“The other big thing is about prescriptions, so those who are poorer who have ill health lose out most, and also the housing benefits associated with it, so all in all this is a very raw deal for women approaching retirement. If you are having your State Pension age delayed for two years you will be losing £10,000 and if you are also claiming pension credit you will be losing around £15,000. There is also the loss of housing benefit, prescriptions and travel as well.”

She called on Women’s Minister, Theresa May MP and Equalities Minister Lynne Featherstone to join the cross party campaign to reverse the changes:

“We’ve tabled an EDM, Early Day Motion, which has 70 signatures, with Lid Dems and Conservatives too, and we also have support in the Lords. I want to build up cross-party support for this.

“Theresa May and Lynne Featherstone do need to say what their views are on these changes and what conversations they have had. As Minister for Women and as the Minister for Equalities and in the lead up to International Women’s Day they really should be championing the case for women. The women most affected will be turning 57 this coming Sunday, and what a great birthday present to say to them across party we will reverse these changes.

“We have united the Trade Unions, Saga, Age Uk and the Daily Mail saying the Government should reverse these changes and I hope the Government, like on forests, will think again because they changes are not fair or proportionate and they will pay the price at the ballot box for this one!”

Fiona Mactaggart MP calls on the Government to set up a “Women and Equalities Audit Committee” on International Women’s Day

Fiona Mactaggart the Labour MP for Slough and Shadow Spokeswoman on Women is campaigning to set up a “Women and Equalities Audit Committee” on International Women’s Day.

Fiona will use the International Women’s Day debate on March 10th in the Commons to call for the Government to be made accountable on all women’s issue through the mechanism of a new Committee that will audit Government Departments on how they are treating women across the board.

“The Foreign Affairs Committee has just published a report on Afghanistan which doesn’t sufficiently address the concerns of women in Afghanistan, so what is the future for women in that Country? In the Democratic Republic of Congo women are being raped and re-raped as a weapon of war, so we need to focus on women around the World.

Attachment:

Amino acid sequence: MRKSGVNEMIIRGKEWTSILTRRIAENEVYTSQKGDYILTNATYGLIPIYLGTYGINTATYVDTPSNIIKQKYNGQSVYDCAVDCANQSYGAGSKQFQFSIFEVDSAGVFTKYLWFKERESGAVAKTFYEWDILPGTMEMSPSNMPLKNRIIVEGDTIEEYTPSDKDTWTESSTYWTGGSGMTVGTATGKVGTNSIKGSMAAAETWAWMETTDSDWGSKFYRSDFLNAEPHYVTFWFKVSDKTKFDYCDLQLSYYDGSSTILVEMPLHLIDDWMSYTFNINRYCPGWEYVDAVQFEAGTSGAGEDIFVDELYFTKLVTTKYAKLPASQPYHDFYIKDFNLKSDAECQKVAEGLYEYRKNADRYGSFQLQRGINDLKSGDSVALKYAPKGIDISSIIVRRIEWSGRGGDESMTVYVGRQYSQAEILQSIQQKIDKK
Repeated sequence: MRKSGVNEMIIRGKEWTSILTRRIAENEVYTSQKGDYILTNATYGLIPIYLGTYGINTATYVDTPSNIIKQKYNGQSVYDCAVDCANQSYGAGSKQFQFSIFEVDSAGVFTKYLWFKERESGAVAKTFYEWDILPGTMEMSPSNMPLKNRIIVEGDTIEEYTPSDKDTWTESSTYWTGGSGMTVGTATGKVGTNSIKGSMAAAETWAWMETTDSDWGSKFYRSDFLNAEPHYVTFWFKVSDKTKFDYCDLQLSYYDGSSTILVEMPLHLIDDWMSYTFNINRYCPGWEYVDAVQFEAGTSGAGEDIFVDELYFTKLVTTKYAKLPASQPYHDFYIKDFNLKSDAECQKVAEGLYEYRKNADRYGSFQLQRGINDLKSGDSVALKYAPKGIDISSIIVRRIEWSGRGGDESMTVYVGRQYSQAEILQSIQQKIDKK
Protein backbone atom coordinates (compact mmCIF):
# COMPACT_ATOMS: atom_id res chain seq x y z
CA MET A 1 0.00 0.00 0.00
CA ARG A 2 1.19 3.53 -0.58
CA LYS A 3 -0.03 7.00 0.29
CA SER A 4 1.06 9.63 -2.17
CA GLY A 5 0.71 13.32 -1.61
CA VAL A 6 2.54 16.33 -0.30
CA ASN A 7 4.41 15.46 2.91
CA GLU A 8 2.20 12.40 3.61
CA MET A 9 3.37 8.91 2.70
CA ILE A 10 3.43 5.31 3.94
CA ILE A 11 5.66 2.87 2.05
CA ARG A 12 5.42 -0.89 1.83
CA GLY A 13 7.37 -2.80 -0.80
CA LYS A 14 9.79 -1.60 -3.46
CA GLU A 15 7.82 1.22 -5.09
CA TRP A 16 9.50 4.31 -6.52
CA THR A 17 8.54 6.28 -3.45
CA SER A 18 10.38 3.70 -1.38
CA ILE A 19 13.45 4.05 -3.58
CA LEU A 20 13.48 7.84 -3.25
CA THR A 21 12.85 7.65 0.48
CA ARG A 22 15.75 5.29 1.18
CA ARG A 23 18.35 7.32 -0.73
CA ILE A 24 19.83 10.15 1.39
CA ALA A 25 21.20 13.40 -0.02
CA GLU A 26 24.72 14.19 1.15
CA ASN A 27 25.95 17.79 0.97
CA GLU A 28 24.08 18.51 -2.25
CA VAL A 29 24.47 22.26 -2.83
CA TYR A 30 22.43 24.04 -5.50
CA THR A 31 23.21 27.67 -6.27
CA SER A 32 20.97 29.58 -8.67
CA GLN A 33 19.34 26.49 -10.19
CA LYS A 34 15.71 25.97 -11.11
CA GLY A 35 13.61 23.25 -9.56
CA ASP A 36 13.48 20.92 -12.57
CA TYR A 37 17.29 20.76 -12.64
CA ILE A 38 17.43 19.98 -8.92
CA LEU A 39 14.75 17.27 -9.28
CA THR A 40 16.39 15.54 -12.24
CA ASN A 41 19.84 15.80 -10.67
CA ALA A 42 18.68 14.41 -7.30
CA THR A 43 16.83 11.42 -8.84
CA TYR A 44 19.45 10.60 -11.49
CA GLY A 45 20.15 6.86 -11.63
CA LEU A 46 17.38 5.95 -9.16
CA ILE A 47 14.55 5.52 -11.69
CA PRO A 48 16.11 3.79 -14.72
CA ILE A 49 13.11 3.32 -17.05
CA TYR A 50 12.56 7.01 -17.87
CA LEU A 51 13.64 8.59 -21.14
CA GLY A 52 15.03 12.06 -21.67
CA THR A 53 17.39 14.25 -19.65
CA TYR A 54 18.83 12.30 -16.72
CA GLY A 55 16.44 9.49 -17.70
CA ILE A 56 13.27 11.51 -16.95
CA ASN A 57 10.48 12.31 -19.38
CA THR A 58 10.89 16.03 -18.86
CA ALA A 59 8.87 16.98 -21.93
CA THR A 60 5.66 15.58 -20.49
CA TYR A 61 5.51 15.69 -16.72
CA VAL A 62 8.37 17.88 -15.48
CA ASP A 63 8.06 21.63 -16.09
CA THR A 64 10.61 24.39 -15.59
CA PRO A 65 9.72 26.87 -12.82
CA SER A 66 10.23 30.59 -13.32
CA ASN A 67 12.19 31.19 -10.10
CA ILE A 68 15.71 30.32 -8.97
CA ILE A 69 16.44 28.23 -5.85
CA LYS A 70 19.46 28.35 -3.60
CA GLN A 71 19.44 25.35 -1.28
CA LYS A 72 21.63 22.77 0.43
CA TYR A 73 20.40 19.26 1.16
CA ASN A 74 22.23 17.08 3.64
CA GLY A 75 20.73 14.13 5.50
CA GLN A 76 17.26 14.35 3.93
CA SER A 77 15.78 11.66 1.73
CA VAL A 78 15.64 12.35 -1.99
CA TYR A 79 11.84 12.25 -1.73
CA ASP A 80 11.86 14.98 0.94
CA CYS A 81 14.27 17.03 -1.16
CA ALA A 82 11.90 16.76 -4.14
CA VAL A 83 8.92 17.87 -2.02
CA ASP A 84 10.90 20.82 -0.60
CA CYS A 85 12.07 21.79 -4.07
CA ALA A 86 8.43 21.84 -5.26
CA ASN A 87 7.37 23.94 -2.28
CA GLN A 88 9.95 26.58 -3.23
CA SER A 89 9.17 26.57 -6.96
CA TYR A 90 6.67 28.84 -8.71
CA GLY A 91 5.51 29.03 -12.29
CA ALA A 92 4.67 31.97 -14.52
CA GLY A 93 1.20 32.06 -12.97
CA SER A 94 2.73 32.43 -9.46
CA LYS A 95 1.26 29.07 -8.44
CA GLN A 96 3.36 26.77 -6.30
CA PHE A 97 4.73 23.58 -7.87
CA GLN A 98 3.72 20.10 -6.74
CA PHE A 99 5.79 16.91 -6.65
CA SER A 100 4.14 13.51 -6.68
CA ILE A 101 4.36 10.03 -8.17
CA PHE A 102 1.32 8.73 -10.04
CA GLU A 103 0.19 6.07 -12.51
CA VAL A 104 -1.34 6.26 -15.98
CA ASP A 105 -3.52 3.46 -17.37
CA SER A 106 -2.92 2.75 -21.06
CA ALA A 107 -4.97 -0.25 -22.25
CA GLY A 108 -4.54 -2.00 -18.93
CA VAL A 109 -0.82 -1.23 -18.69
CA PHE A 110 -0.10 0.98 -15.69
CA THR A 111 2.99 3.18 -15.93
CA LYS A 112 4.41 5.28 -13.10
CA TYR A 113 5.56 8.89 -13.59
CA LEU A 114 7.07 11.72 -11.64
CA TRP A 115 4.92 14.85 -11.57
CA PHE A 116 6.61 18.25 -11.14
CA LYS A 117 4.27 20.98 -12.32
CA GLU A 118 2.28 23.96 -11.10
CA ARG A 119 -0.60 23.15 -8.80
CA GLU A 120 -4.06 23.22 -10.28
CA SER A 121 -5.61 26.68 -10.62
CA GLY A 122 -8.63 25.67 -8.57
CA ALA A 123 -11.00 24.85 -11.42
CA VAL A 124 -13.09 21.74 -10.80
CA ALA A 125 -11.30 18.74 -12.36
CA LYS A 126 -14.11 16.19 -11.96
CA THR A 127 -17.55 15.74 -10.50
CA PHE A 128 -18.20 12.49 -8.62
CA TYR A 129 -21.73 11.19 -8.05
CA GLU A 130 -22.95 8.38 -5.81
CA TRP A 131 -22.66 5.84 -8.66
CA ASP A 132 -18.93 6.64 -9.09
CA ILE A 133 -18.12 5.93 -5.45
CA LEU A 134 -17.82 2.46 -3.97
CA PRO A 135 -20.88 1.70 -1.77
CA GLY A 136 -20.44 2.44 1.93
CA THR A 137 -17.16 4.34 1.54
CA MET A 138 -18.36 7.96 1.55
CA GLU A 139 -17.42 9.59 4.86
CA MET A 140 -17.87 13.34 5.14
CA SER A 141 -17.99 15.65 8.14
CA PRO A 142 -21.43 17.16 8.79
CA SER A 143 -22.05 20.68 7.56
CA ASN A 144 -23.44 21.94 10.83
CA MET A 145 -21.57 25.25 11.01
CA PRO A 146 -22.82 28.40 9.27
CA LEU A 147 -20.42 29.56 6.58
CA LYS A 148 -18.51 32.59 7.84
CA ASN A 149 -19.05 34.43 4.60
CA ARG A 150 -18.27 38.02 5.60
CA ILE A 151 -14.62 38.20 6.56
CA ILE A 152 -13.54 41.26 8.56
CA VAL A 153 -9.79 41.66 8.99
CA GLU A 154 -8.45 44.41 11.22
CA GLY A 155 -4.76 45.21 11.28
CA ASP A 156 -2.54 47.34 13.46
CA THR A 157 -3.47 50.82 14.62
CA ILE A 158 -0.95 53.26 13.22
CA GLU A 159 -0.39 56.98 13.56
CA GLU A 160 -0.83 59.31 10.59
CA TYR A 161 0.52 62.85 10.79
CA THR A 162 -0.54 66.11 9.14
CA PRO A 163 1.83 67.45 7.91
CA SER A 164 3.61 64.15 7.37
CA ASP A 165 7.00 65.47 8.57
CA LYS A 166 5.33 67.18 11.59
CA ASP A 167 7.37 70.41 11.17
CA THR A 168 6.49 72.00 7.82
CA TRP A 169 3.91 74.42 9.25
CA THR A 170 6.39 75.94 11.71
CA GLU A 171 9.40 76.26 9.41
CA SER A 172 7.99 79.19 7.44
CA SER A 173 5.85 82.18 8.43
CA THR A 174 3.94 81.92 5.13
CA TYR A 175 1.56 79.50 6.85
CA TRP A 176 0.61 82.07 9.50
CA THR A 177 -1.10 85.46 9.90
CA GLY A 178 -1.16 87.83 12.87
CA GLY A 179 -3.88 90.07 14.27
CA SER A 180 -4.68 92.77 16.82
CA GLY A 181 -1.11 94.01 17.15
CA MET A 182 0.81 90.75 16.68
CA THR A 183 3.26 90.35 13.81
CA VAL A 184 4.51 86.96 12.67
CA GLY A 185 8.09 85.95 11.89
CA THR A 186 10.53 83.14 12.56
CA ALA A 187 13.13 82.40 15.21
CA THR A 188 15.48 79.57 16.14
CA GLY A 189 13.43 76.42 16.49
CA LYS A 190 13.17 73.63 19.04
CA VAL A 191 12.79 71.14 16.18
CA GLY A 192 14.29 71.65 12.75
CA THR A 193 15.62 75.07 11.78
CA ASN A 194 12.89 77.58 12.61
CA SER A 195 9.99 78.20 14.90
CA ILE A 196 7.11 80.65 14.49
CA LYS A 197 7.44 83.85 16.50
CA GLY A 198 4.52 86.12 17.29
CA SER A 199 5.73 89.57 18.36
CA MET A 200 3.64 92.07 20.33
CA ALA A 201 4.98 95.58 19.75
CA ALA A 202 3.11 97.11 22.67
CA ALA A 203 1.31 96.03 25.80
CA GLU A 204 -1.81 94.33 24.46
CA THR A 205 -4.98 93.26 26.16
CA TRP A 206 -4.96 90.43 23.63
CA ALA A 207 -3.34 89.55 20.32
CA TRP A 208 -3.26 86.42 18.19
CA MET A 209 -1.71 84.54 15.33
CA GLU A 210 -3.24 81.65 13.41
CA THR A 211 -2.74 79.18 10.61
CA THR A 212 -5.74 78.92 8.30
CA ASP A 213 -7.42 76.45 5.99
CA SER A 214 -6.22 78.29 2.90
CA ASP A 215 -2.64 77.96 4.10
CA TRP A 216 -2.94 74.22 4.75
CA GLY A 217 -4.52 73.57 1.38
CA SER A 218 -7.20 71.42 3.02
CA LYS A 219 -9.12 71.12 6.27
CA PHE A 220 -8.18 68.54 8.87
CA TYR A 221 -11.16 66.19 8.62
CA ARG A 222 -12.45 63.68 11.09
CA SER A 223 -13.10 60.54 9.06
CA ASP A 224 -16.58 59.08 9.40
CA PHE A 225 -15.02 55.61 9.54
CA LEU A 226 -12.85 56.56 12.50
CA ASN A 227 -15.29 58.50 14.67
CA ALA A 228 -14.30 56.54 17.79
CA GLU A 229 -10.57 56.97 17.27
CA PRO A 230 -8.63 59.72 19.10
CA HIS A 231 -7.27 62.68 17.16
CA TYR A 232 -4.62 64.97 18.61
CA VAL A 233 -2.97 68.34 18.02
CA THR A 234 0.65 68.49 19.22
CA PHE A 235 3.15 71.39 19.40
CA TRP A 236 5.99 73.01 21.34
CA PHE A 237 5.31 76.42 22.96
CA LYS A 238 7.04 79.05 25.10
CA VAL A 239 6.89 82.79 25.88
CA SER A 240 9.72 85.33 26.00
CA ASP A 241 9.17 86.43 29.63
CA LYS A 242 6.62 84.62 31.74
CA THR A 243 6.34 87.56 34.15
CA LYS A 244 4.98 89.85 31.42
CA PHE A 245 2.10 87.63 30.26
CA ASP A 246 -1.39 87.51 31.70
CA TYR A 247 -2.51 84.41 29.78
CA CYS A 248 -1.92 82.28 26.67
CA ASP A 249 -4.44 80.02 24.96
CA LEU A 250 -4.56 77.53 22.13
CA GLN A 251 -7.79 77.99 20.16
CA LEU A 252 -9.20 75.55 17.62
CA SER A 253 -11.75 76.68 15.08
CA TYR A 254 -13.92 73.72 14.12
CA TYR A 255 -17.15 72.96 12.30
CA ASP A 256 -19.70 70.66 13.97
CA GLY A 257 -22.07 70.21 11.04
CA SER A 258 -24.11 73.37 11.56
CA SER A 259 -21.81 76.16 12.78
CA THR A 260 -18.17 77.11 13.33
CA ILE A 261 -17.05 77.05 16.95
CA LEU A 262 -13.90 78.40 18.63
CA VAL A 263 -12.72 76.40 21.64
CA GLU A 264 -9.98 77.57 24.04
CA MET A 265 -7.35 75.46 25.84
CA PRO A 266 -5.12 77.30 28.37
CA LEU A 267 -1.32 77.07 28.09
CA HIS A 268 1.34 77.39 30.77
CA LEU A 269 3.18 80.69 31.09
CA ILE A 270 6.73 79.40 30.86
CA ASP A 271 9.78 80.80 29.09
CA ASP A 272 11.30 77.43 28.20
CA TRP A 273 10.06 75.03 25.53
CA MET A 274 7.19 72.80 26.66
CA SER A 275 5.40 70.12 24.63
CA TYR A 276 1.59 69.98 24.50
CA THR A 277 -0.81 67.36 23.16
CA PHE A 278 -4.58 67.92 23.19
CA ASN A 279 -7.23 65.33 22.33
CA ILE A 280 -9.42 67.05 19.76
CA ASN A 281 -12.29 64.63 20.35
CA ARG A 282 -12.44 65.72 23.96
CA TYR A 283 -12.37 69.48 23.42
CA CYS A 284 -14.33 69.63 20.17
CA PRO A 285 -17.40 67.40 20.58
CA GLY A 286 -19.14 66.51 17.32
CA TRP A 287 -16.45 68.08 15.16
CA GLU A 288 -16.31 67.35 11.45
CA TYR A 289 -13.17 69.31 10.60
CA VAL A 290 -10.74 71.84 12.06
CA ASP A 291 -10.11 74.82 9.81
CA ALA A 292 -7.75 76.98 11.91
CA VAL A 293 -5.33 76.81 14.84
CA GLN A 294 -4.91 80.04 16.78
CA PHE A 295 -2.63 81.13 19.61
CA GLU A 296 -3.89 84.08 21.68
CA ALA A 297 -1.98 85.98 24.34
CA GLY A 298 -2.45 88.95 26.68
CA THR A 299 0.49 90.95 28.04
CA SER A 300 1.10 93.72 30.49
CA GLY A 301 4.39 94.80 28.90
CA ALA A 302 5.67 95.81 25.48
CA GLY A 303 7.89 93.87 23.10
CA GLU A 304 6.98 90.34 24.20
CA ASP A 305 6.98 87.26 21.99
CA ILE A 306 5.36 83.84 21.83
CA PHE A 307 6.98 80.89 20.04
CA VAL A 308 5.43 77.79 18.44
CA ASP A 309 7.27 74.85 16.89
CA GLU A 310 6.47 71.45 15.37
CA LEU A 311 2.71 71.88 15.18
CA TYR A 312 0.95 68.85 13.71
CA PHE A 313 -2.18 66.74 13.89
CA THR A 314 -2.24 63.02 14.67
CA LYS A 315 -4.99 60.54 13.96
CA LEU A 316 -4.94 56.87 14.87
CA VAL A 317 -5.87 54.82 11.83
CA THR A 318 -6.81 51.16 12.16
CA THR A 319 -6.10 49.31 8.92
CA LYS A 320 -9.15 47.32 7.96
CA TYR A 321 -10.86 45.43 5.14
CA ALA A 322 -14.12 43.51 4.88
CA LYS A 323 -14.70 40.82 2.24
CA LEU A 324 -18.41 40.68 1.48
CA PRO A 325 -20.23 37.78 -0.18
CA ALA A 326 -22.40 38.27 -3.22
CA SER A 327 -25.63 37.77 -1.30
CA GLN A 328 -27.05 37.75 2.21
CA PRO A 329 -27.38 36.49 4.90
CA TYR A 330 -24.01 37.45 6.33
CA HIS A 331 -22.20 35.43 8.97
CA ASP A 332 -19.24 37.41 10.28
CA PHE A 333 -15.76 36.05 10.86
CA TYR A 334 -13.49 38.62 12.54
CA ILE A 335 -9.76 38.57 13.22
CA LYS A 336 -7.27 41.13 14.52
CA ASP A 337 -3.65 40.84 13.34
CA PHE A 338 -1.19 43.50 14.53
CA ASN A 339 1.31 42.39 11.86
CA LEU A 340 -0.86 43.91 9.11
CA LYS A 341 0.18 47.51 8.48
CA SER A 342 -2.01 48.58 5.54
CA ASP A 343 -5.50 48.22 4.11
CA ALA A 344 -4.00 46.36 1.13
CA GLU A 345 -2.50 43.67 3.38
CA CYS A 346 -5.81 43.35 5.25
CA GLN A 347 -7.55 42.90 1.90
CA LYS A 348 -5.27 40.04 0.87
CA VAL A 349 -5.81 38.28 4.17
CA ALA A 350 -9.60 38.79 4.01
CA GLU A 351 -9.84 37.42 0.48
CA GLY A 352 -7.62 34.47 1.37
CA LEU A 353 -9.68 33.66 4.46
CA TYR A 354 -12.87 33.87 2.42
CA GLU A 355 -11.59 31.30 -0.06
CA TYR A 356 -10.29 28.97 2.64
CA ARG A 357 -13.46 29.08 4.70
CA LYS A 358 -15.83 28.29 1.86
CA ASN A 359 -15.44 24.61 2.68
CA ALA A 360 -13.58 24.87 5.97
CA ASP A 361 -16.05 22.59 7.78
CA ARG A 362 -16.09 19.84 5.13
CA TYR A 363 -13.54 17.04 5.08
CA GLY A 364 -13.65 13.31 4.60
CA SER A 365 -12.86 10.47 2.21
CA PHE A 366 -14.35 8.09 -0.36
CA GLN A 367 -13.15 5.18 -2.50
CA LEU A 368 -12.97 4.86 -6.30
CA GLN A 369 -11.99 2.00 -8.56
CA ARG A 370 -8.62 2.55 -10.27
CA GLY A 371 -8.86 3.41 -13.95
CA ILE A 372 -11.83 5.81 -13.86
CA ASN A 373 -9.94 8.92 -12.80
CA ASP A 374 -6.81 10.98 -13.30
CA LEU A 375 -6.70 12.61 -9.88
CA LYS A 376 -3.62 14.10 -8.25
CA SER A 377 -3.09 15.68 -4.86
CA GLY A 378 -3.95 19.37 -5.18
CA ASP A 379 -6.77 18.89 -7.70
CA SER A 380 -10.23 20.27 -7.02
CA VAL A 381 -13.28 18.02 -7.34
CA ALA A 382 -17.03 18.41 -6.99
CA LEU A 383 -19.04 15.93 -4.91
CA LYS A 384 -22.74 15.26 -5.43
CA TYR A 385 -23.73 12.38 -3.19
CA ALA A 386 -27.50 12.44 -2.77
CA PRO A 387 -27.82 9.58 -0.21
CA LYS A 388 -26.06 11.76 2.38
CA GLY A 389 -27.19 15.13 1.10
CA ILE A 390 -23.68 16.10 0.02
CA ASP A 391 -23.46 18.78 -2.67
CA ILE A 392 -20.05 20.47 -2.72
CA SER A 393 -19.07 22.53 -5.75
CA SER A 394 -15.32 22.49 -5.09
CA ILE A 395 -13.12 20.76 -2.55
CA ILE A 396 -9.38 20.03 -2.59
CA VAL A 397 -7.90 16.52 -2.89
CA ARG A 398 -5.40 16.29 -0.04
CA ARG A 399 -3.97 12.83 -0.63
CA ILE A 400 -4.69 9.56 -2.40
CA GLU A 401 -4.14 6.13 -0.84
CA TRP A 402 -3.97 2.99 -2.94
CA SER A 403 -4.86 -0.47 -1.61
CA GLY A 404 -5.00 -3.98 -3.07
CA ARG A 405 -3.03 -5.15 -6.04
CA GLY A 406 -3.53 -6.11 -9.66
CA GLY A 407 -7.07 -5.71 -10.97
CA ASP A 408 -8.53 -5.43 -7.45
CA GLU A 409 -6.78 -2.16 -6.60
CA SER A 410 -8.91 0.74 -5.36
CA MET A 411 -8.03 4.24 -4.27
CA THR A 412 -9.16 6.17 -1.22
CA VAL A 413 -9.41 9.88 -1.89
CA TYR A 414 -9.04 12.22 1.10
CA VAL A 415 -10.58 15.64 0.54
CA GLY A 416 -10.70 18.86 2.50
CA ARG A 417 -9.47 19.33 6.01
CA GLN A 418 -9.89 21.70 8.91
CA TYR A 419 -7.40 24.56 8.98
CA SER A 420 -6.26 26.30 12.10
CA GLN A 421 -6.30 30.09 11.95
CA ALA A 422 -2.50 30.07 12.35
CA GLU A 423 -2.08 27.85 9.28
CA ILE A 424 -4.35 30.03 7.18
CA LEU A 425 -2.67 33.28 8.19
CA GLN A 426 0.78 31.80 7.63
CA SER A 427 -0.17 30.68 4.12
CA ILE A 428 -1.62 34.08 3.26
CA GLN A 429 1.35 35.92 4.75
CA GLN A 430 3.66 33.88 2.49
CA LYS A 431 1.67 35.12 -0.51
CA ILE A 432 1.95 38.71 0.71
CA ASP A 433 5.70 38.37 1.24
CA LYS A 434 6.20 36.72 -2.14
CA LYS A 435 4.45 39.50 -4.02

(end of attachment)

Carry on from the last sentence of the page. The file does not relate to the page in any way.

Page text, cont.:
“We need to tackle the issue of women’s voice, and representation of women and one of the things we don’t do well enough in Parliament is to make sure that the Government is held to account on the issues of women and equalities. I have tabled an amendment to make sure we do that, to suggest that we create a “Women and Equalities Audit Committee” so that we can quiz any government department about the impact of their policies on women.

“This year we haven’t announced what we are going to give to the UN Women Committee, when 30 or so Countries have. Our silence will mean that some Countries will hold back too, so we need to make sure every government department is accountable on women, whether it is DFID on UN women, or DWP where women are paying for the pension’s crisis, or the Home Office on violence against women. On all of these things we need to hold Government to account and an Equalities Select Committee could do that.

“Spain has already pledged 22 million dollars to UN women, Britain has not pledged anything it is time for us to step-up.”

Fiona said she felt the government had “deliberately damaged” Labour’s Equality Act passed at the end of the last Parliament. She said she was shocked by the Pensions Minister, Steve Webb’s suggestion to cut back women’s pensions by as much as £10,000 with so little notice in his attempt to equalise the pension age for men and women:

“There is a lack of understanding in this Government about women’s lives. The reason for gender auditing was to make sure Government’s couldn’t be gender blind. The fact they are avoiding gender audits, and looking at dropping a number of equalities duties is evidence of this. The gay marriage proposals are a “cover”, it’s important, but not a radical change -a crime that is no longer a crime should be wiped off somebody’s record – , it is being “bigged up” to provide a smoke screen for the fact that the legislation being put in front of us in reactionary.”

Fiona said in the UK the new Equalities Act would need to be monitored by the appropriate Commission in order to ensure it was implemented effectively:

“If the Equalities and Human Rights Commission acts as a regulator in holding the government to account there is still a prospect the Equality Bill will make a difference to women and children’s lives and that is what we need to work towards.”